Louis L’Amour: the Chronicler of Americanism

March 22 is the birthday of the iconic writer Louis L’Amour, a man whose name became synonymous with the American frontier and whose novels promoted old-fashioned patriotism and morality. America sorely misses his kind.

L’Amour was born in Jamestown, North Dakota, a farm town, in 1908. He was largely self-educated. As a youth, L’Amour spent many hours at the town library studying history and science and imbibing the fiction of Robert Louis Stevenson, Jack London, and Edgar Rice Burroughs. This inculcated in him a love of reading. He read 100 to 120 books a year and accumulated a personal library of over 10,000 titles. This included not only Western lore and American fiction but classics from Dostoevsky to Nietzsche.

L’Amour said that he “wanted to write almost from the time I could talk.” Starting in the 1930s he began writing poetry, then frontier and adventure stories for pulp fiction magazines. His breakthrough came in 1953 with the publication of his full-length novel Hondo, which became a bestseller and a major film with John Wayne.

In all, he wrote more than 100 titles, including The Lonesome Gods, The Walking Drum, Jubal Sackett, and The Haunted Mesa. With sales of over 200 million worldwide, L'Amour is one of the best-selling authors in modern literary history. Beginning with Hondo, some 25 works by L’Amour have inspired film and TV adaptations.

In his book The Louis L’Amour Companion, author Robert Weinberg wrote that L’Amour “took American ideals and gave them life in his characters. His men are strong individualists, who believe in freedom, equality, and independence.” Although most of the characters in his stories are men, when he wrote about women, they were strong and interesting as well.

L’Amour’s writing was refreshingly pre-modern. He did not write about sex, he said, because it was only “a leisure activity.” He had more important things to write about:

“I am writing about men and women who were settling a new country, finding their way through a maze of difficulties, and learning to survive despite them.”

One of L’Amour’s last books was Last of the Breed, a Cold War novel, written in the Western motif, with a heavy dose of masculine survivalism that largely reflected his own values. L’Amour admired the French novelist Victor Hugo and claimed that Last of the Breed was modeled after Les Miserables, a novel about a pursuer and a pursued.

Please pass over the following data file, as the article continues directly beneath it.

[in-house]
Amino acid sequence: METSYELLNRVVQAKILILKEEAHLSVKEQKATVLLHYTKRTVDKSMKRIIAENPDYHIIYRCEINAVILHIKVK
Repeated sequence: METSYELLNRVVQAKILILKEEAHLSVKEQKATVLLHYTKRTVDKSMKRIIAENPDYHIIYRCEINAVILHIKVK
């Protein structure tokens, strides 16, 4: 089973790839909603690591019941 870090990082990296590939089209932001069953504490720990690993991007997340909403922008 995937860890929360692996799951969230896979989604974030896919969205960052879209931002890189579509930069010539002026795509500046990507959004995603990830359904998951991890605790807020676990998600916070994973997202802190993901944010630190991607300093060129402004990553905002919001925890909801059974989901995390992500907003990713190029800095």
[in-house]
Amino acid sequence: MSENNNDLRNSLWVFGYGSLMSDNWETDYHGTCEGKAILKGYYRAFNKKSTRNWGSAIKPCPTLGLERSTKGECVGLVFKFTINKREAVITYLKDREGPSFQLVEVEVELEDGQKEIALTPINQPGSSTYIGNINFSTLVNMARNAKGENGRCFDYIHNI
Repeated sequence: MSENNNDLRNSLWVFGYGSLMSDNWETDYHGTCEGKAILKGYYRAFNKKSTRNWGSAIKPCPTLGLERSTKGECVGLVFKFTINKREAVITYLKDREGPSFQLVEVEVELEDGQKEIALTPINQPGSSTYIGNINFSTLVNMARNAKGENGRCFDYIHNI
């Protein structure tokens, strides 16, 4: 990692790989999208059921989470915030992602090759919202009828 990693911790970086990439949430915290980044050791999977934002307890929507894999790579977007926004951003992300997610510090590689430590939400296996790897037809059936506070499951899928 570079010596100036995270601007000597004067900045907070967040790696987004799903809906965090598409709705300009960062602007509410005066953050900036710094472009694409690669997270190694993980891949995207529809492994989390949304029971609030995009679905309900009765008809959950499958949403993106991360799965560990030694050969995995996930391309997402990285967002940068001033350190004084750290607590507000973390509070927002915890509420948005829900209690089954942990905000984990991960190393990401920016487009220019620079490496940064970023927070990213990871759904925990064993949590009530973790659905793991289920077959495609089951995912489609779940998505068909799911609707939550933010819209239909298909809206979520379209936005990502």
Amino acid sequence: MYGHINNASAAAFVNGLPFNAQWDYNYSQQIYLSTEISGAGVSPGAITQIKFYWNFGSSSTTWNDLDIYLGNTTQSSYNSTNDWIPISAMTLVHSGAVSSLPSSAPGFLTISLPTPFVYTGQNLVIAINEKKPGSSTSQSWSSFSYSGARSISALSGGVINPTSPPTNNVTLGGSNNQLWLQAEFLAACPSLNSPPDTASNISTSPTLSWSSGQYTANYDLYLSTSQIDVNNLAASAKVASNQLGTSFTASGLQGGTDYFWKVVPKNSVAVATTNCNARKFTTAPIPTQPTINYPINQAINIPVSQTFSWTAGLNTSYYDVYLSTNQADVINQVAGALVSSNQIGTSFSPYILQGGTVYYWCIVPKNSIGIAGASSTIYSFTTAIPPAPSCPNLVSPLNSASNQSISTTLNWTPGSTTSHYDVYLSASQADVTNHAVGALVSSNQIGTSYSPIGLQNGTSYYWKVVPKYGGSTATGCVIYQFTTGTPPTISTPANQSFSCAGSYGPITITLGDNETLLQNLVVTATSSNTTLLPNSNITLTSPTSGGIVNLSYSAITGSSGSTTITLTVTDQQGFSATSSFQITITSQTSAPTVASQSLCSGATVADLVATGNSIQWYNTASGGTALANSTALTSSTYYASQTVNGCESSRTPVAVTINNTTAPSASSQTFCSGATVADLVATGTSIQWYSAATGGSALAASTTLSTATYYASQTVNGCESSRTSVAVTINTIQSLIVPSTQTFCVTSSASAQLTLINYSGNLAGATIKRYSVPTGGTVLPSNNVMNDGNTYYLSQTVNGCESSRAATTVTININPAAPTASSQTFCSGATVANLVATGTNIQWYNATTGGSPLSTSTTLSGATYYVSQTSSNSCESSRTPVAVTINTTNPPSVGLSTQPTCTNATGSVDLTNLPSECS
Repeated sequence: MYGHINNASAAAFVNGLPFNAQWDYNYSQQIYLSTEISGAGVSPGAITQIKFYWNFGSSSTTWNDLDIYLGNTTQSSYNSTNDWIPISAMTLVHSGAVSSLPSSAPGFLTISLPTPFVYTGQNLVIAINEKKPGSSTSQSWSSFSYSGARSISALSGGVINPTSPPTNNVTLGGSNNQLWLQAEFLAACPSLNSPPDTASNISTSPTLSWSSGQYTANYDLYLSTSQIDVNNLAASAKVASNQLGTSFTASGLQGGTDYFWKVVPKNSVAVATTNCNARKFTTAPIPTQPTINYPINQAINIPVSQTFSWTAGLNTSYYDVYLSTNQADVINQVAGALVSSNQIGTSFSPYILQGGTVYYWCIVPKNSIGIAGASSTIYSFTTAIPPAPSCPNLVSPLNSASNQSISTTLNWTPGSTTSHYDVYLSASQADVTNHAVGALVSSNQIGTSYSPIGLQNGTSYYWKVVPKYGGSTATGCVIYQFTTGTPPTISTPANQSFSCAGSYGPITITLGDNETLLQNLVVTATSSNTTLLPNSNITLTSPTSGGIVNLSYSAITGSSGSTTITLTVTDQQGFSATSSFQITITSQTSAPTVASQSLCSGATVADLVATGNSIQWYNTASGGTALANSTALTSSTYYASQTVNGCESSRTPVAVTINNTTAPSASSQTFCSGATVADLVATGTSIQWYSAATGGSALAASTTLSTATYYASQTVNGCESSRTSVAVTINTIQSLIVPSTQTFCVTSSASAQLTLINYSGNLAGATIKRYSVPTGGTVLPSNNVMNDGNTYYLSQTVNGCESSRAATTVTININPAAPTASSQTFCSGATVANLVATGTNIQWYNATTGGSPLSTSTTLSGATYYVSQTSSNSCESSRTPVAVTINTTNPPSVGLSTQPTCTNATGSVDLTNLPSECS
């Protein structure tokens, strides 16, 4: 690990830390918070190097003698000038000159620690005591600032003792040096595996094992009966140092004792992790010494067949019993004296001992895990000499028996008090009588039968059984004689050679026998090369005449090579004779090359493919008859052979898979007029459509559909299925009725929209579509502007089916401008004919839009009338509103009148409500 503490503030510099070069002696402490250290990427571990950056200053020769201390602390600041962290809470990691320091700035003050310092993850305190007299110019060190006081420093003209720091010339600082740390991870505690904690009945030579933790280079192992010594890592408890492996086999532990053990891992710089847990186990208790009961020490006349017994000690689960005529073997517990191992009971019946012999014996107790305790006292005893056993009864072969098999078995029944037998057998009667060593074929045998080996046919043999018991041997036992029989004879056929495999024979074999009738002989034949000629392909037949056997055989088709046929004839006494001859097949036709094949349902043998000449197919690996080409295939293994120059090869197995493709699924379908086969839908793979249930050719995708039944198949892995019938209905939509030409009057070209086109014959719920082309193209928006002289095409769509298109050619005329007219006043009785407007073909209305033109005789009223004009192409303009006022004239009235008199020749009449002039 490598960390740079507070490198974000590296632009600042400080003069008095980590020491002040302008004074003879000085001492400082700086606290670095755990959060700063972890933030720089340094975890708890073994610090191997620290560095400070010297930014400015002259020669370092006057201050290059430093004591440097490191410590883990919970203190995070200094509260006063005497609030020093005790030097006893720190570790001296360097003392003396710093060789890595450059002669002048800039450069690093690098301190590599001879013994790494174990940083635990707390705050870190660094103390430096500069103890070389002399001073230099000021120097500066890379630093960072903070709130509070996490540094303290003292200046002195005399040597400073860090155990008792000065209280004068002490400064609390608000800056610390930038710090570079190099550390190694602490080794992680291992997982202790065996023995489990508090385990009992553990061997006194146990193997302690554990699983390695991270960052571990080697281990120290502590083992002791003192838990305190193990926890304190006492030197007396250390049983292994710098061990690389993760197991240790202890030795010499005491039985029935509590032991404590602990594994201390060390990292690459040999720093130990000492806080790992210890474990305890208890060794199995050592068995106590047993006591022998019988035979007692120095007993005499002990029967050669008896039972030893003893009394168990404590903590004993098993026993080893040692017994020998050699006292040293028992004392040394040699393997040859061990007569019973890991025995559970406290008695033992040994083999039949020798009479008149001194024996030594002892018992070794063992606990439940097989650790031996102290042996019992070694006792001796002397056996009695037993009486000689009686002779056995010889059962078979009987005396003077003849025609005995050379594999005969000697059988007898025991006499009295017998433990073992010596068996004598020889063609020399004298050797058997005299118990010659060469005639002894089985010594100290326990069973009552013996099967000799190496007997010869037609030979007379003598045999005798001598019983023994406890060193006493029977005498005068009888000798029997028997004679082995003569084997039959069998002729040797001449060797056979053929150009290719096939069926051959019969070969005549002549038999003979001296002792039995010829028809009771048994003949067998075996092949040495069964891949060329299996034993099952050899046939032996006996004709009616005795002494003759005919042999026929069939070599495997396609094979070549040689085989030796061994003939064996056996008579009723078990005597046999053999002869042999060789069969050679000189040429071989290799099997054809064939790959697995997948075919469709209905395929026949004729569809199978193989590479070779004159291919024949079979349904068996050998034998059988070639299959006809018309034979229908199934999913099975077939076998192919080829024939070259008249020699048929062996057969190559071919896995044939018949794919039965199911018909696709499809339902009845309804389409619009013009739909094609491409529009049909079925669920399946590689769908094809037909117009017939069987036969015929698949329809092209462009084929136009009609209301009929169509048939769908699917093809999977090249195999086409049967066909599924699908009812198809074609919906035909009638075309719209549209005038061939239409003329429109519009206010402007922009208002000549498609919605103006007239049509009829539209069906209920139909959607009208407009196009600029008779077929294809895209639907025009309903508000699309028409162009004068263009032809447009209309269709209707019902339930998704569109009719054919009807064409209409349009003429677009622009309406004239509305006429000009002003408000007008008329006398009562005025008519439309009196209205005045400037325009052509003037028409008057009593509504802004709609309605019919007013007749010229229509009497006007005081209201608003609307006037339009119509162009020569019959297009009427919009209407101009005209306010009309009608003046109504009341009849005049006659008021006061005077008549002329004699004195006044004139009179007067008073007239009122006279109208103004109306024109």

The novel tells the story of Joe Makatozi, an Air Force major whose aircraft is forced down in the Soviet Union. Makatozi is three-fourths Indian, part Sioux and part Cherokee.

Told that he is an Indian, his Soviet interrogator says, “Ah? Then you are one of those from whom your country was taken?”

“As we had taken it from others,” Joe replies, refusing to accept “Native American” victim status.

In his autobiography, The Education of a Wandering Man, L’Amour states that, “A mistake constantly made by those who should know better is to judge people of the past by our standards rather than their own. The only way men and women can be judged is against the canvas of their own time.” L’Amour’s insight stands a profound condemnation of today’s cancel culture.

Joe was partly an Indian, L’Amour says, “but the world in which he lived was that of all men, having nothing to do with race or color” -- a powerfully anti-racist message, though not one that would resonate with today’s cultural Marxists obsessed with identity politics.

Joe soon escapes from the prison camp and heads toward America by following the same route that his Indian ancestors did when passing over the land bridge across the Bering Strait into Alaska. In order to escape, however, he needs to fend off his Soviet pursuers and survive the harsh Siberian terrain.

In one wonderfully prescient moment, Joe tells one of the Soviet dissidents helping him escape that if Russia would “tear down the Berlin Wall, and build some more good hotels, we Americans would be all over your country spending money.” A year after the book was released, President Reagan made his famous speech in West Berlin, calling on Gorbachev to “tear down this wall.” Just two years later it came down. L’Amour, unfortunately, would not live to see that day.

In assessing L'Amour's work, National Review writer John J. Miller cited Mark Twain's aphorism that “a classic is a book that people praise but don’t read.” Miller observed that a novel by L’Amour “is almost the opposite: a book that people read but don’t praise, at least not in the company of sophisticates because it invites their scorn.” It didn't help that L'Amour was Ronald Reagan's favorite writer. Reagan awarded him a Congressional Gold Medal in 1983 and the Medal of Freedom the following year.

George Will dismissed L’Amour as a “pale writer” (an allusion to the western movie Pale Rider). However, Miller noted, “pale writers sometimes obtain faddish commercial success,” but “rarely secure a lasting place in the culture.” L’Amour’s lasting popularity, he wrote, is best understood “as an expression of American folk wisdom, and the abiding appeal of the author’s standard themes of patriotism, freedom, moral uprightness, and hard work.” 

L’Amour’s books make excellent reading for boys. That alone makes his work especially valuable today. But, as Miller reminds us, his books reveal mature themes as well: “the notion that there is less distance between civilization and barbarism than meets the eye. To keep them apart, men and women must strive to make homes, families, and communities… In short, those who would destroy are forever with us, and they can’t be wished away.”

Image: Bantam Books